Another Missing Link in Climate Change Policy: Trees Outside Forests

Most climate models do not account for the influence that trees have on microclimates. Accounting for trees on farms can help increase the range of adaptation options. Photo: ICRAF

by Meine van Noordwijk, and Peter Minang

This year, forests remain on the climate change agenda, building on several years of policy progress for Reducing Emissions from Deforestation and forest Degradation (REDD+) as well as the current International Year of Forests. Attention is also growing on how agriculture can reduce emissions, as well as its fundamental role in ensuring climate adaptation in most of the world. With these developments, it is easy to overlook the ‘in-between’ issues of trees in agricultural landscapes. Agroforestry and the deliberate use of trees was framed over 30 years ago as an alternative to ‘open field’ agriculture as the major pathway for intensification, as well as recognizing the roles farmers play in domesticating forests.

Agroforestry blurs the agriculture-forest interface. However, climate change policies and emerging institutions perpetuate a divide between agriculture and forestry, creating separate rules and incentives to govern each sector. This divide loses sight of Agroforestry as a major part of the climate change solution

Most existing climate data, and the models that have been calibrated on them, refer to a tree-less landscape. Most synoptic weather stations measure temperatures, humidity and wind speed outside of the direct zone of influence of trees, preferably above a well-maintained grassy ground cover. Trees would ‘disturb’ the measurements. Climate change models predict shifts in temperature, humidity and evapotranspiration that will impact crop production. But, by and large, the predicted changes fall within range of the influence that trees can have on microclimate. Trees can cause several degrees Celsius shifts in minimum, maximum and average temperature.

To do justice to the range of options farmers in fact have to respond to climate change, we need an explicit representation of at least three types of climate that are feasible at any location: open-field agriculture climate maps (these we already have and they are labelled ‘climate maps’), medium tree cover or agroforestry climate maps, and full tree cover or forest climate maps. The difference between the three, together with the predicted change in each with global climate change, will provide a better basis for decisions on the desirable density (and type) of trees in landscapes that serve agriculture as well as other societal needs.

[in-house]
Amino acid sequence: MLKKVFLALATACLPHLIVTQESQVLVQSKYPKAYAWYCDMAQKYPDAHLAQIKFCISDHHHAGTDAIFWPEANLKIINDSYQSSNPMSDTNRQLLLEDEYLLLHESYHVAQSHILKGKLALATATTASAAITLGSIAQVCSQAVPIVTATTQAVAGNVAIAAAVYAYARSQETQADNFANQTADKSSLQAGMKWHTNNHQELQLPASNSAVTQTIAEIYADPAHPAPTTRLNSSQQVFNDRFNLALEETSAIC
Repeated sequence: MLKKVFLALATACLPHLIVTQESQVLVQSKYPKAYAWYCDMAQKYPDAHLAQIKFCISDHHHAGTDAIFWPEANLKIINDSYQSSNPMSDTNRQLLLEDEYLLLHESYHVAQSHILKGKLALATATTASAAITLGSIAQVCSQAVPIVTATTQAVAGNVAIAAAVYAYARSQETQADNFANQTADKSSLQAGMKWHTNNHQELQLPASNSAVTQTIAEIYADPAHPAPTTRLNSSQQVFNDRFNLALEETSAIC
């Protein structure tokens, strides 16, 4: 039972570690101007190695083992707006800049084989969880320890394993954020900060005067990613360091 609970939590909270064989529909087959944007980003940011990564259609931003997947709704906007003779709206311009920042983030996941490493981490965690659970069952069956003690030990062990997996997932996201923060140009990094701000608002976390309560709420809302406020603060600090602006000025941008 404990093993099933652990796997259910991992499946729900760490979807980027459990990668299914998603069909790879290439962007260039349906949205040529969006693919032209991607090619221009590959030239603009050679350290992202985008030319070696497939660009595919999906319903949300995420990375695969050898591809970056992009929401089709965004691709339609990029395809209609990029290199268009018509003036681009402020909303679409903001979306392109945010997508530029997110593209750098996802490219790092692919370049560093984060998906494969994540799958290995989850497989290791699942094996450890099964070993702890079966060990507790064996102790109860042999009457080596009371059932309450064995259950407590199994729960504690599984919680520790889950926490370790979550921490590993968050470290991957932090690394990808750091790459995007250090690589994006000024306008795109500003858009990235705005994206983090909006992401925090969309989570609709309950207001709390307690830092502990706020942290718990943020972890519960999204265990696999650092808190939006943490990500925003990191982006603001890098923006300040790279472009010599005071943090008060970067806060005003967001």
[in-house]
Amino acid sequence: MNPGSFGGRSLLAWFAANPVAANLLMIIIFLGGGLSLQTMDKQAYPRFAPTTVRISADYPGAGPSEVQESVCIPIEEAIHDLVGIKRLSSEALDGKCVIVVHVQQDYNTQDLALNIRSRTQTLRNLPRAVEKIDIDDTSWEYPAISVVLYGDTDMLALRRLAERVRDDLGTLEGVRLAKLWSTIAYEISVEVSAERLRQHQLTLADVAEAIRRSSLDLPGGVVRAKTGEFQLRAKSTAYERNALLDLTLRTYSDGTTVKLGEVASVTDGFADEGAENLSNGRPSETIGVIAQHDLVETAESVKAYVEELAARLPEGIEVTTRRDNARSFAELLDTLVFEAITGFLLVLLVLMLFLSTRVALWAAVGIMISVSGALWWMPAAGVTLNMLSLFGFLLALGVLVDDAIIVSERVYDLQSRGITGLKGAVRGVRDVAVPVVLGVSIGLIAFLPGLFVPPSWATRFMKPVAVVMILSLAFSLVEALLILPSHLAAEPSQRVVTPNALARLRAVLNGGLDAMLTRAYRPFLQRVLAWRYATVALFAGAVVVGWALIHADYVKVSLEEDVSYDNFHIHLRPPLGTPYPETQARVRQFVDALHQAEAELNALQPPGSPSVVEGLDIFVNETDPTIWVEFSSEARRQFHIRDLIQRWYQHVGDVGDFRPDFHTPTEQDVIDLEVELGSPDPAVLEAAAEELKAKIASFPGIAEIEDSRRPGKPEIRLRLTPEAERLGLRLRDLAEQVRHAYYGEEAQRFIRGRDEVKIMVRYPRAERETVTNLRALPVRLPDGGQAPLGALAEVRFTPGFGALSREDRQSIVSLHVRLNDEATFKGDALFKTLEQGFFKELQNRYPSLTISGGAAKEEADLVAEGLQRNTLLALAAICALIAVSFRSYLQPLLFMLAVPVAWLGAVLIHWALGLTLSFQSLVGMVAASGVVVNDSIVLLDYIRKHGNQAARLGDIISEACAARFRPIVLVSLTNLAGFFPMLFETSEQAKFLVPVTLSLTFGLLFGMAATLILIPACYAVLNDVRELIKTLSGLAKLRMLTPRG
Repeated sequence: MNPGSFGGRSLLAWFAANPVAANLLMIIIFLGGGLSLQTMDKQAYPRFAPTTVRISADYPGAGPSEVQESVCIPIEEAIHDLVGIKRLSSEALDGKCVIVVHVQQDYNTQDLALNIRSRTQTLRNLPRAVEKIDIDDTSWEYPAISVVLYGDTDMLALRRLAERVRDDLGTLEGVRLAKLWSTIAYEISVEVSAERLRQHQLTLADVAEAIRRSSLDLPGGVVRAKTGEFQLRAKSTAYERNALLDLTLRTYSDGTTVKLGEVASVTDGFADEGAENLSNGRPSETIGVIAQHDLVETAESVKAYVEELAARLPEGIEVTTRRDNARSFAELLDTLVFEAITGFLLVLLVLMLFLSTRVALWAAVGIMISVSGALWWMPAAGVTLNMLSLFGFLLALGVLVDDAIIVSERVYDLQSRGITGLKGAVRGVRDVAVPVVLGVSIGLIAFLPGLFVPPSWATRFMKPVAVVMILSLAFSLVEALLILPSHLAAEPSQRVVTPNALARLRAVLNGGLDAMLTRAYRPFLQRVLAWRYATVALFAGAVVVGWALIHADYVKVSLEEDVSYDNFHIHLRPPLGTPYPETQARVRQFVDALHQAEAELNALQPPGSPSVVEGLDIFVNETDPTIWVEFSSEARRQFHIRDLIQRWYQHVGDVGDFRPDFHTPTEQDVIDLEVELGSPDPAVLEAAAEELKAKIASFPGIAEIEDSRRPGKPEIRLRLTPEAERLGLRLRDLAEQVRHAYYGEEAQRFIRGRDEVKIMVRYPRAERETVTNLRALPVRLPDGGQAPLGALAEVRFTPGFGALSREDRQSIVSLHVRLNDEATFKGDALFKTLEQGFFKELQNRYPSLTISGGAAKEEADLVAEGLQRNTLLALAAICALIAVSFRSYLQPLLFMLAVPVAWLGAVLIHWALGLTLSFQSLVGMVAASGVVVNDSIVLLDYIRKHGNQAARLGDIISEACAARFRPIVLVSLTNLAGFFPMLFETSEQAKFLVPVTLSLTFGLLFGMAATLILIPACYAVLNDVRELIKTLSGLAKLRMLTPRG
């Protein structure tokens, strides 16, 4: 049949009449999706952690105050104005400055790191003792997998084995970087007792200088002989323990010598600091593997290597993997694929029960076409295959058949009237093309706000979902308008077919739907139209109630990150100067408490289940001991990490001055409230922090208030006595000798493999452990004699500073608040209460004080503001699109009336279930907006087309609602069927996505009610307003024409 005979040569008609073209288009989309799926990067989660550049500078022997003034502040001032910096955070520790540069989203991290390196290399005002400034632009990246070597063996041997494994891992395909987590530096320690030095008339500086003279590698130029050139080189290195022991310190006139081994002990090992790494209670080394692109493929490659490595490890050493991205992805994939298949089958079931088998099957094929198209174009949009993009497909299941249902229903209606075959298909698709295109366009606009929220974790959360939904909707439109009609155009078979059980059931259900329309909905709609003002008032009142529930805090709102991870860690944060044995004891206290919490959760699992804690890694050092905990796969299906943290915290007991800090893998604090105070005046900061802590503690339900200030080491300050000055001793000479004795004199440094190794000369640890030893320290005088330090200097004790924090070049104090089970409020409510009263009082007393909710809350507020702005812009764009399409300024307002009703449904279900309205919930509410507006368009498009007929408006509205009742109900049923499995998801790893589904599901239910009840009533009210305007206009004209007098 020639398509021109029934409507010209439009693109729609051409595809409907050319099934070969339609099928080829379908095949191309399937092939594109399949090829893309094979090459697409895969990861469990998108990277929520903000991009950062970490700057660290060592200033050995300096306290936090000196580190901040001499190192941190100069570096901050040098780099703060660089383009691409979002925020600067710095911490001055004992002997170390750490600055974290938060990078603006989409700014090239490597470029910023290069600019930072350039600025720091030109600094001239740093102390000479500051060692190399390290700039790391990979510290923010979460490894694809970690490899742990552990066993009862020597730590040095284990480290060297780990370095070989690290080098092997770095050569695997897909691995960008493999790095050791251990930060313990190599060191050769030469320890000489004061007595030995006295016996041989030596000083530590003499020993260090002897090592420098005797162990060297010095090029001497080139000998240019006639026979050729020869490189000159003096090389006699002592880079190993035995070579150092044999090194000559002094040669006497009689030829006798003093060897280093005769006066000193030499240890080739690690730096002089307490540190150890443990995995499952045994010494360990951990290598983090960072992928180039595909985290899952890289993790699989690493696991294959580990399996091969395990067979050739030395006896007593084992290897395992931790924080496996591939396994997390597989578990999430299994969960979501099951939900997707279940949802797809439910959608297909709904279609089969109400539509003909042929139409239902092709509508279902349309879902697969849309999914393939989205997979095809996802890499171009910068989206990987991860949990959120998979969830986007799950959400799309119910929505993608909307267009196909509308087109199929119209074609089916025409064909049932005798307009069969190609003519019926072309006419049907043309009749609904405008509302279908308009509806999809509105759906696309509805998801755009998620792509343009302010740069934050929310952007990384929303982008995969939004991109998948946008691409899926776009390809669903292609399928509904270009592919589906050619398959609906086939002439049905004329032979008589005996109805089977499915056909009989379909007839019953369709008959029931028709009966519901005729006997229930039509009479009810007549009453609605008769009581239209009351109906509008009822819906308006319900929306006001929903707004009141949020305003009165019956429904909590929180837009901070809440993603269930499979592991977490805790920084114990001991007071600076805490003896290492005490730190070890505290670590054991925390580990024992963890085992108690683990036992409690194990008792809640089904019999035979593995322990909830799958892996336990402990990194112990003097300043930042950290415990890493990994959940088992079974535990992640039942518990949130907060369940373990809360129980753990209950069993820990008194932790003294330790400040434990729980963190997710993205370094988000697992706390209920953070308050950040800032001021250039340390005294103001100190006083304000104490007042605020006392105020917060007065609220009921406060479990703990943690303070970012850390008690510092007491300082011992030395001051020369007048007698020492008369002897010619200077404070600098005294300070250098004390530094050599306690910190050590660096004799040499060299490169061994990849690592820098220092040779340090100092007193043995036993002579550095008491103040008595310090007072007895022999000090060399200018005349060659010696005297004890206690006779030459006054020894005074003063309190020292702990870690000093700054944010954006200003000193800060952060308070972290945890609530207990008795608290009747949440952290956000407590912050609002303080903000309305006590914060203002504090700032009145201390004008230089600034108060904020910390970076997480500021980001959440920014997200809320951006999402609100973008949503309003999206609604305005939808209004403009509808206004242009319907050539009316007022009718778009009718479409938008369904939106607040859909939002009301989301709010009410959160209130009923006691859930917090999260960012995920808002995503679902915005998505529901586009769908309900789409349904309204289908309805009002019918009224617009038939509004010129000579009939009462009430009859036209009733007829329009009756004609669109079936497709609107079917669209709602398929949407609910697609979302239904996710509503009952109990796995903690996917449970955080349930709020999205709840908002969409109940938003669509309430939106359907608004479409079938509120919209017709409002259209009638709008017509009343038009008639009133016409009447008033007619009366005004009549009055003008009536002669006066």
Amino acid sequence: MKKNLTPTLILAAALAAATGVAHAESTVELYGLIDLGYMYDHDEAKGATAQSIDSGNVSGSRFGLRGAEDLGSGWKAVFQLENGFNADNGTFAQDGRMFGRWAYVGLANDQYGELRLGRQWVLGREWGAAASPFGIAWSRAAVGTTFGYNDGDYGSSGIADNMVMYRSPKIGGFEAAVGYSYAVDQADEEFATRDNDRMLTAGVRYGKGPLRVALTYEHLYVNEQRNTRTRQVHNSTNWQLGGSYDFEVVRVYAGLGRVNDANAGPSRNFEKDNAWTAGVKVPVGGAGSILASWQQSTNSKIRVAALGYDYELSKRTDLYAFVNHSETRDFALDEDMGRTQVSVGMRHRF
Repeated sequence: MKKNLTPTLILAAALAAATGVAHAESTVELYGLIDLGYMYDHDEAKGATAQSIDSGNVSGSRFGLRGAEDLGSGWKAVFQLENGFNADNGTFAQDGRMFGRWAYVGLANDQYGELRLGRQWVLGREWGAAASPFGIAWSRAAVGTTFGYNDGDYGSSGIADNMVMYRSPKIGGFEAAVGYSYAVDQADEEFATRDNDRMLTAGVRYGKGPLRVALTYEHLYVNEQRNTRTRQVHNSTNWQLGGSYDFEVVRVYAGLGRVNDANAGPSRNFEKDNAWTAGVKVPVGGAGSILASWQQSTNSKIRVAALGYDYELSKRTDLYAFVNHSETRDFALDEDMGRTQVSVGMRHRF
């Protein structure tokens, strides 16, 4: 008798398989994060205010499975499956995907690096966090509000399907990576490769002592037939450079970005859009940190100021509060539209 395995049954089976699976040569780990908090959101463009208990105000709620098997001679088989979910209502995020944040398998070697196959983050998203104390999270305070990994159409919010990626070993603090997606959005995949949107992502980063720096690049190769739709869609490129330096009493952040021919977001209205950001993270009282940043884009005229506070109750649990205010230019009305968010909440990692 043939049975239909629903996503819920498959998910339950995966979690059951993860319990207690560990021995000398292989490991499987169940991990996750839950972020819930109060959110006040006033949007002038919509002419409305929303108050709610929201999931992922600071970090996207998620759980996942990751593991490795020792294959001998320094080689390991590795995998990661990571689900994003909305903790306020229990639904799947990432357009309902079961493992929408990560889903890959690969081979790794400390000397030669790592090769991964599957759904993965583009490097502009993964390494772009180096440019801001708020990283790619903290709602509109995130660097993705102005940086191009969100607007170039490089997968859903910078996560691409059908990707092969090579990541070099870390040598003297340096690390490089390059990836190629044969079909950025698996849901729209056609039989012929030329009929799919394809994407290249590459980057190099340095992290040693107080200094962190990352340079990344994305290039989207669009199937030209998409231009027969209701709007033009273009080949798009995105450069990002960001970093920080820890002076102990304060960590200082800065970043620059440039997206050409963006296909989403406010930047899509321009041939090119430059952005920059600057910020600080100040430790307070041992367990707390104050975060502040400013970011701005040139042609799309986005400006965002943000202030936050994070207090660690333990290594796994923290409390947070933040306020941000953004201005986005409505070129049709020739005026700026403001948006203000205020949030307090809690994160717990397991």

The World Agroforestry Centre is currently seeking partners and investors to work on such a representation of the world’s climates, that recognizes trees outside forests as an important element of the adaptation options for agriculture.

On the mitigation side there seems to be a growing awareness that the need for a single forest definition in delineating the scope of REDD+ is a challenge to both the efficiency and the perceived fairness of the policies. An alternative is emerging in the form of ‘land-based nationally appropriate mitigation actions (NAMAs). The political track for NAMA and REDD+ is different, although both were treated as the same in the Cancun agreement.

The possibility of addressing all land use issues on climate change in an integrated fashion deserves full attention and support, as in reality, the landscapes where farmers and forest-edge communities make a living cannot be readily dissected. Under the working title ‘Reducing Emissions form All Land Uses’ (REALU) we are exploring the practicality and political support for such an integrated approach to the agriculture-forest continuum, with encouraging results so far.


About the authors:

Meine van Noordwijk is Chief Science Advisor at the World Agroforestry Centre. Peter A Minang is the Global Coordinator of the ASB Partnership for the Tropical Forest Margins.

The World Agroforestry Centre is a partner in the CGIAR Research Program on Climate Change, Agriculture and Food Security (CCAFS), leading work on pro-poor climate mitigation and making scientific knowledge useful for decision-makers and farmers (linking knowledge with action).